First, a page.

Insta-Sham Diets: Rise of the ‘Inflexitarian’



  • More than one in ten Britons know dieting restricts their nutritional intake, but a fifth do nothing about it
  • Millennials yo-yo’ing between extreme diets such as souping, juicing, Whole30, Teatoxing and others, glamourised on social media platforms
  • Nearly half (48%) of girls have iron intakes below the lower reference nutrient intake (LRNI)


Despite the growing popularity of a healthier ‘flexitarian’ approach to diet – where meat or fish is only eaten occasionally – a concerning trend is also emerging led by social media’s food fanatics; a rise in people flitting from crash diet to faddy diet, compromising their health by reducing the vital nutrients needed for everyday life.


Experts today warn that Millennials regularly yo-yo’ing between juicing, souping, Teatoxing, fasting, gluten-free, blood-type or coconut oil-based, ‘Sirtuan’ (claiming to activate the ‘skinny gene’), clean-eating, paleo diets and other extreme restrictions to food intake –often glamourised on social media – could result in nutritional deficiencies.


People sticking to the Paleo Diet — which focuses on only basic foods ostensibly eaten by our prehistoric ancestors — have posted more than 10 million photos on Instagram and #cleaneating has been used more than 10.5m times[1].


More than a third of evening meals now contain no meat at all[2]  – with over a quarter of 18-24 year olds agreeing with the statement that ‘by 2025 their diet will be mostly meat-free.’  The Health and Food Supplements Information Service (HSIS) would encourage a ‘thoughtful flexitarian’ approach rather than the radical ‘inflexitarianism’ often promoted by social media influencers.


HSIS warns that drastically reducing key food groups can also reduce intakes of essential vitamins and minerals, which in turn could compromise health.  It is vital that balance is maintained; the inclusion of multivitamin and mineral food supplements would help to ensure adequate micronutrient intakes despite restricted diets. New research[3] from HSIS has discovered that despite over one in ten (93%) of 2,000 British adults surveyed knowing that food restrictions can lead to reduced nutrient intakes, one fifth  still do not do anything about it. Of those who do take action, less than two out of five (39%) try to complement their diet with other foods, with only just over a quarter (27%) taking a supplement.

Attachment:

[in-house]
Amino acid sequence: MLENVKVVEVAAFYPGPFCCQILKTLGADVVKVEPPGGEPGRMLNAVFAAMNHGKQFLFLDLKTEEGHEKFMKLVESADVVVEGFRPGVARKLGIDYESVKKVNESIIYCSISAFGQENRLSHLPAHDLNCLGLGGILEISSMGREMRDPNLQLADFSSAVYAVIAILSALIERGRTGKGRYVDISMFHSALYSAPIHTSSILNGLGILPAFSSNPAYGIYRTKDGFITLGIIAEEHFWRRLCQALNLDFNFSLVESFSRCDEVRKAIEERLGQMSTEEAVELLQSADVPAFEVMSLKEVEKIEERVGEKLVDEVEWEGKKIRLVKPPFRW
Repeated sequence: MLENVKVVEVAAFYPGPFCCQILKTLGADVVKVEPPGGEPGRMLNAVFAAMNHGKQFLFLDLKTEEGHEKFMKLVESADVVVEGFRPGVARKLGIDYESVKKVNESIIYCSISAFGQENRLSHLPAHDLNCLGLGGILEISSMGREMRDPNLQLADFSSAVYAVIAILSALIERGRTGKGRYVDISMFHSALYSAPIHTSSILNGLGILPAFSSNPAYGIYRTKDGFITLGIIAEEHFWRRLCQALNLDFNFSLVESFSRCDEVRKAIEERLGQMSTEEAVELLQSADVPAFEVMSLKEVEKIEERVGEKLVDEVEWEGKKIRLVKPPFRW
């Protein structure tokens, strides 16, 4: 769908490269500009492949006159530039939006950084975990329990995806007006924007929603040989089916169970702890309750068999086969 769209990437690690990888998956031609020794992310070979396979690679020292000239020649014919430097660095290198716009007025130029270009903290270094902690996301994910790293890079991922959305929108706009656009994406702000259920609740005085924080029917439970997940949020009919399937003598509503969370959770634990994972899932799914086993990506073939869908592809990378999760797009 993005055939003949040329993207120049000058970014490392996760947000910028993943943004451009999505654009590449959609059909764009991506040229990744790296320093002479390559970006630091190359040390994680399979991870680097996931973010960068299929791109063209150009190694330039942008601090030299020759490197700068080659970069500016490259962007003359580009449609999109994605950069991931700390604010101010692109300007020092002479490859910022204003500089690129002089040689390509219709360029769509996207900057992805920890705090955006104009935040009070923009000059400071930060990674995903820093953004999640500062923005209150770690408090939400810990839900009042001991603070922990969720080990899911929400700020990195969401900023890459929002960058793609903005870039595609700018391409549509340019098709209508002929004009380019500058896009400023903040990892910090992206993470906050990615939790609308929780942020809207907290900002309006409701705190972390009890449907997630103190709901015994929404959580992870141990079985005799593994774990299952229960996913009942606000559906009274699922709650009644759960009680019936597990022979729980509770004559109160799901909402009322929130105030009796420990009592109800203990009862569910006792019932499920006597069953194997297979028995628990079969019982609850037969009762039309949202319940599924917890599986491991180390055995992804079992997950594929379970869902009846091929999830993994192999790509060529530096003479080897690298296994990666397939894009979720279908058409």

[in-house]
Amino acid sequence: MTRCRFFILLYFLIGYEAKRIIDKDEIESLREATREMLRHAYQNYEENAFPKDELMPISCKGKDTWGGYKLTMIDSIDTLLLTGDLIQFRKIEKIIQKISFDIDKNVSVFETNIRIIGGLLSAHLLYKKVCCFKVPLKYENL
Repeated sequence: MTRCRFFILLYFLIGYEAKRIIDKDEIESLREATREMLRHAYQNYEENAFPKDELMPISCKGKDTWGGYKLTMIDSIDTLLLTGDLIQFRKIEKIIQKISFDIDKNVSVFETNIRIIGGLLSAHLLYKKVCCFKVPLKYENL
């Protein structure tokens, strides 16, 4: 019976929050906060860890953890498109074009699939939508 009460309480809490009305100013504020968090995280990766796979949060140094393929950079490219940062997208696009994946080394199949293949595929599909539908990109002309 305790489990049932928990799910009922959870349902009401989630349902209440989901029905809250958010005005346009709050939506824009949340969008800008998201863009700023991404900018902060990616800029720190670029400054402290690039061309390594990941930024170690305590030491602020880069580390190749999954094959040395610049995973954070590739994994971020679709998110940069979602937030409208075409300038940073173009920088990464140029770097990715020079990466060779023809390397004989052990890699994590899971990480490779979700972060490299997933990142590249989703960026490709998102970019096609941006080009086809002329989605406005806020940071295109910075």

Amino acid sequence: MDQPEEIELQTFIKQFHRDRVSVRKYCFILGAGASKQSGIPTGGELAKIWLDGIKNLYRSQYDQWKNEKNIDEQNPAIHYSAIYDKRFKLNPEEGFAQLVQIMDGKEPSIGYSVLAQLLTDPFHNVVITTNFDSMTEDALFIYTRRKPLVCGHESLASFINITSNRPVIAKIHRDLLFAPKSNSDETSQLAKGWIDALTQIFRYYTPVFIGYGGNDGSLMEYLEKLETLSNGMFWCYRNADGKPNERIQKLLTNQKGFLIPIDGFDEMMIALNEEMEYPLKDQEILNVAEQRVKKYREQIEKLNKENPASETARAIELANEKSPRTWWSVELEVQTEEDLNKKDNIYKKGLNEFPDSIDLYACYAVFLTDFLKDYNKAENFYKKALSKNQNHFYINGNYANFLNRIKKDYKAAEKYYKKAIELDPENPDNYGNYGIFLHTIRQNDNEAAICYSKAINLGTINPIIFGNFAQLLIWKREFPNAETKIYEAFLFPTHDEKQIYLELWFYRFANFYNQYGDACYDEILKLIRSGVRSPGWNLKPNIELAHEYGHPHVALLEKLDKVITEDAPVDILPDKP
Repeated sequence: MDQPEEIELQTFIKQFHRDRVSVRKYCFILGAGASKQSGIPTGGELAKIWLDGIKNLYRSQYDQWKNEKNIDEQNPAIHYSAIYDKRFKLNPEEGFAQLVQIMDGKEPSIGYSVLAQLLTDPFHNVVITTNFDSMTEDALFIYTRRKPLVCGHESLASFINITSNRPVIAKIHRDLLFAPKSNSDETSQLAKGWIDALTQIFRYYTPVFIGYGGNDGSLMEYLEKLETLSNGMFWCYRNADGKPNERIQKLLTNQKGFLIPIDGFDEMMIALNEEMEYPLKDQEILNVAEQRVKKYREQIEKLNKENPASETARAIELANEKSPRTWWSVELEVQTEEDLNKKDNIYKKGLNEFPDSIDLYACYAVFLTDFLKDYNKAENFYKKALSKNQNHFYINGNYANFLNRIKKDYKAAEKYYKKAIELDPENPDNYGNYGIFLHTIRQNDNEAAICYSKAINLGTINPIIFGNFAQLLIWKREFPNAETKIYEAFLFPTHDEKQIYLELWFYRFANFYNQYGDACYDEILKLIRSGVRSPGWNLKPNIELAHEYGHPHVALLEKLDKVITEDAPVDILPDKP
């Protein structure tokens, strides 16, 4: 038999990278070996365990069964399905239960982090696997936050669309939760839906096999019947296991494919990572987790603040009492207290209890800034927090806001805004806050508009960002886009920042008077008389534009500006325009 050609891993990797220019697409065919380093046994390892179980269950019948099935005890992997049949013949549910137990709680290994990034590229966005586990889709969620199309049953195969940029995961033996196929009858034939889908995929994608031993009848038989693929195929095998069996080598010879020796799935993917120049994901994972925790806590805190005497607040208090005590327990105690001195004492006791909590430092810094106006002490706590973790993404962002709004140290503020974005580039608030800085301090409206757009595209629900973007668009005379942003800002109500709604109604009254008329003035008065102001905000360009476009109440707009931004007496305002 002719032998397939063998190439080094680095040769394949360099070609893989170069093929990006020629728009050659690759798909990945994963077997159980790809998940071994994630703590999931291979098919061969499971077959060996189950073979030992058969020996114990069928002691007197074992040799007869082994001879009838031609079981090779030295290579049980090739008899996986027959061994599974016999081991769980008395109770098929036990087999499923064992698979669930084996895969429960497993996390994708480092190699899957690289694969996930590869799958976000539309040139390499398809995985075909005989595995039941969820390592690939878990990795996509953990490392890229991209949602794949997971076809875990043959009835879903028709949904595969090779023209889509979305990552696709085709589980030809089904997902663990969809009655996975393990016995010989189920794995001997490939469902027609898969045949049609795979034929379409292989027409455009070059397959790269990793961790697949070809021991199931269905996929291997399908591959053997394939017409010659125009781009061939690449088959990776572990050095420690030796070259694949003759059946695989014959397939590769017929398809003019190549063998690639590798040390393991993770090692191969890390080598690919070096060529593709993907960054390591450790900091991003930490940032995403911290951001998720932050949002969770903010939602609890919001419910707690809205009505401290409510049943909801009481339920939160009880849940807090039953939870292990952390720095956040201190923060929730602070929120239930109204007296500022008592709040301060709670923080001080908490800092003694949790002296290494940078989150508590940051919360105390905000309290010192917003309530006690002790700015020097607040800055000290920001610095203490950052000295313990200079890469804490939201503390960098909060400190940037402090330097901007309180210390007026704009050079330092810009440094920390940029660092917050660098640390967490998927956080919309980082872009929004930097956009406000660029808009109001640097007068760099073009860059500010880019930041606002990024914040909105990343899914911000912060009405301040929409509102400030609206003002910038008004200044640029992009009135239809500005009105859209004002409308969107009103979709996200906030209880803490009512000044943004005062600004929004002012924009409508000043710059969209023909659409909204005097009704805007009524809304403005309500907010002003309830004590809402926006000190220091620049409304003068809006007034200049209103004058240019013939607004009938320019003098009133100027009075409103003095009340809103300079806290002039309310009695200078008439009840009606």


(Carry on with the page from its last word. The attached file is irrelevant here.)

Dietitian, Dr Carrie Ruxton from HSIS explains, “Our approach to diet is changing, and while it is good that people are thinking more about what they eat or its environmental impact, they can be swayed by the latest celebrity craze on social media.  They shouldn’t underestimate how a varied approach to diet that contains enough of all food groups will benefit them. Any diet that drastically restricts certain food groups also has to ensure enough vitamins, minerals and omega-3 fatty acids are obtained in other ways, such as through supplements. I would encourage a measured approach, which can ensure people stay healthy at the same time as satisfying their diet preferences and conscience.”


Meat, fish and animal-derived foods, such as milk and eggs, are the only foods that naturally provide vitamin B12 which is involved in producing red blood cells, maintaining a healthy nervous system, and converting food to energy. It also helps to regulate the immune system and mood. A study published in the British Medical Journal in 2016 suggested 1 in 12 UK women aged 19-39 were vitamin B12 deficient4. Red meat is rich source of iron and deficiency of this nutrient is a key concern, especially for young women.  48% of girls and 27% of women have iron intakes below the lower reference nutrient intake (LRNI)5.


Iron is important because it helps your red blood cells carry oxygen around the body – and without enough oxygen, your organs and tissue cannot work effectively. The haem iron found in red meat is more easily absorbed by the body than the non-haem iron found in plant based foods, meaning many inflexitarians may be falling short of recommended daily intakes of this essential mineral. Both vitamin B12 and iron contribute to the reduction of tiredness and fatigue6.





HSIS (the Health and Food Supplements Information Service) is a communication service providing accurate and balanced information on vitamins, minerals and other food supplements to the media and to health professionals working in the field of diet and nutrition. Find out more at




[1] Instagram figures, accessed 22.06.17

2 Kantar Worldpanel, February 2017

3 A OnePoll omnibus survey of 2,000 UK adults aged 35 – 65 conducted in May 2017

4 Sukumar N, Adaikalakoteswari A, Venkataraman H, et al

Vitamin B12 status in women of childbearing age in the UK and its relationship with national nutrient intake guidelines: results from two National Diet and Nutrition Surveys BMJ Open 2016;6:e011247. doi: 10.1136/bmjopen-2016-011247

5 National Diet and Nutrition Survey, 2014